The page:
Friday, July 19, 2013

E-Infrastructure is a Global Trend

The Skolkovo Institute of Science and Technology (Skoltech) in Moscow, Russian Federation and the National Association of Research and Educational e-Infrastructures (e-ARENA) announced the first steps in their partnership to improve national and international e-infrastructure.

On June 26, Skoltech President Edward Crawley and e-ARENA Director-General Marat Biktimirov signed a Letter of Intent to collaborate in establishing permanent high bandwidth networking between Skoltech and its national and international partners and collaborators.
Skoltech has recently launched its Center for Stem Cell Research that includes a close long-term partnership with academic partners in the Netherlands, Russia and the USA. Researchers at the Center will rely on state-of-the-art e-infrastructure to advance research programs in the application of new genomics technologies towards the realization of personalized medicine. Skoltech and its international collaborators will need access to an exponentially growing amount of genomic data. This data must then be stored, transferred and analyzed, demanding a high level of network speed between Skoltech and the rest of the world. The Institute also expects to launch at least 14 more CREIs each of which will include international and national collaborations target complex and data-rich scientific challenges.
Besides these research projects, Skoltech will develop opportunities for web-based classes and data-intensive collaborative experimentation and modeling similar to such educational initiatives as MITx and edX. All of these educational and research initiatives also benefit from increased network connection.

Skoltech has already launched a partnership with SURFnet to begin providing for the high-bandwidth needs for this first Center for Research, Education and Innovation (CREI). The new partnership with e-ARENA will extend networking options by leveraging Russian research and education networks RASNet, RUNNet and RBNet, as well as international connections to the pan-European GEANT network and the advanced science network GLORIAD.
Skoltech Acting CIO, Professor Gabrielle Allen, said of the new cooperation, “Robust, world-class cyberinfrastructure is absolutely essential for modern data-intensive science which today takes place in a global setting. As a new institute, we are delighted to be collaborating with e-ARENA and leveraging their long and deep experience in networking to provide Skoltech researchers and educations with necessary e-infrastructure.”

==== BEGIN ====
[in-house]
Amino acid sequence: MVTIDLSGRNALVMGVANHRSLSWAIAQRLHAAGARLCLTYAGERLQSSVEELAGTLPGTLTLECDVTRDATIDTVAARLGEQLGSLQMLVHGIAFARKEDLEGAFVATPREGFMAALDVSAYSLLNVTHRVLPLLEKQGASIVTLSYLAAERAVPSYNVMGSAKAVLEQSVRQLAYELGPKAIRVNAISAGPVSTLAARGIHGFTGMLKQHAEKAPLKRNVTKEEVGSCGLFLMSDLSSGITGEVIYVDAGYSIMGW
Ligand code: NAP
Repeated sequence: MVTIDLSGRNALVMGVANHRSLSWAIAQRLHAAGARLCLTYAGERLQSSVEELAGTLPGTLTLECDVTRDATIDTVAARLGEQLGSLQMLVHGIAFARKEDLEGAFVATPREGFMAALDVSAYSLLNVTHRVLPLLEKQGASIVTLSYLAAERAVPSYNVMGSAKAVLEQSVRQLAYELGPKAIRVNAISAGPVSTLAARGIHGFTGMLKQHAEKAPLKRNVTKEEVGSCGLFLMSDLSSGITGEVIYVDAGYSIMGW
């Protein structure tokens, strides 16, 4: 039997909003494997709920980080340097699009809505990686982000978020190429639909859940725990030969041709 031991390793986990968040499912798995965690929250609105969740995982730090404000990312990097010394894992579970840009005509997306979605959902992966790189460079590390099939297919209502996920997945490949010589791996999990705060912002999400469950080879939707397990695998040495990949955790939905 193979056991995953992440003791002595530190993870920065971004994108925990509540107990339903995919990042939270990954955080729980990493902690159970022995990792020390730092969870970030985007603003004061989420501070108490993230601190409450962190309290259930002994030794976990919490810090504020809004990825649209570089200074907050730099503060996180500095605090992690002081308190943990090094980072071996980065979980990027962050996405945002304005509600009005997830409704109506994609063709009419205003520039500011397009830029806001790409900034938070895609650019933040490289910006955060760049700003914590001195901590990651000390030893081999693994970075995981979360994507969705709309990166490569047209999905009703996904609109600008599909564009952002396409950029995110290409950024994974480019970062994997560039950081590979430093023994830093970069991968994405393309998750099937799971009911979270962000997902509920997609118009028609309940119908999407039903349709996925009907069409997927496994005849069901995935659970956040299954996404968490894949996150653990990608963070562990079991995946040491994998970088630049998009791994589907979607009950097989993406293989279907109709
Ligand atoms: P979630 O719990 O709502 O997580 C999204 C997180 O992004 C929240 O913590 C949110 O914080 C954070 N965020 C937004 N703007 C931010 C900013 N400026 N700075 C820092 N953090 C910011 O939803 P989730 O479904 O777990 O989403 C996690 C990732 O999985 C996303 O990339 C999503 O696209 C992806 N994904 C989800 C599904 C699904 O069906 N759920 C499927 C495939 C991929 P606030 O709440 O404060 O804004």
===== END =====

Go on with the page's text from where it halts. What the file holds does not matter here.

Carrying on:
The Network of Performance Facilities proposed in the previous post: Lessons Learned - Part 3  is such example of the modern data-intensive scientific and research application. Skolkovo Institute of Science and Technology through one of its Centres for Research and Innovation (CREI) could become potential international partner in the Consortium.

Wednesday, July 10, 2013

Old "New" Challenge for performance buildings, or Lessons Learned - Part 3

Monitoring data in Performance Building proves to be a challenge for a reason, which may seem unexpected. There is no clear understanding on what data to collect, at which points, how often to take the measurements and for how long to store the data.
One approach is a "bulldozer" approach - take as many data as possible, at as many locations as possible and as frequent as possible. From the first glance this seems to be a bullet proof method - you will never miss anything. In fact, the opposite is true. The amount of data collected quickly becomes overwhelming and unmanageable, and apart from the difficulty of retrieving necessary piece of information, it presents another unexpected challenge. The value of storing the data is in ability to keep track of historical records, because only a relatively long period of time can be representative for the actual performance of any complex system, performance building included. Now, an attempt to estimate what would it take to create a data storage for one such building, utilizing the "bulldozer" approach described above, hits an obstacle - the data warehouse for keeping track of ALL data will cost over $400,000 !!  No wonder, it is decided, or rather occurs automatically, that the wast amount of accumulated data is discarded after a relatively short period of time to let the room for the new batch of data. But what about the analysis?
What if we need the data for more than one month, and typically we want to monitor performance for at least a year? How can we even be assured that what we need is there, when what is collected spills over?
Following up on and consistent with what I have discussed previously (see e.g. Lessons Learned - Part 2)  there is a need in the agreed upon hierarchy of the data sets, common format of data being collected, stored and retrieved. With the time it may and probably will evolve into the industry standard. But the work needs to be started, or we are going to face the hurdle not unlike or even worse than the Tower of Babylon - not only being unable to speak one language, but not even understand ourselves... 

In order to be able to communicate we need to speak one language.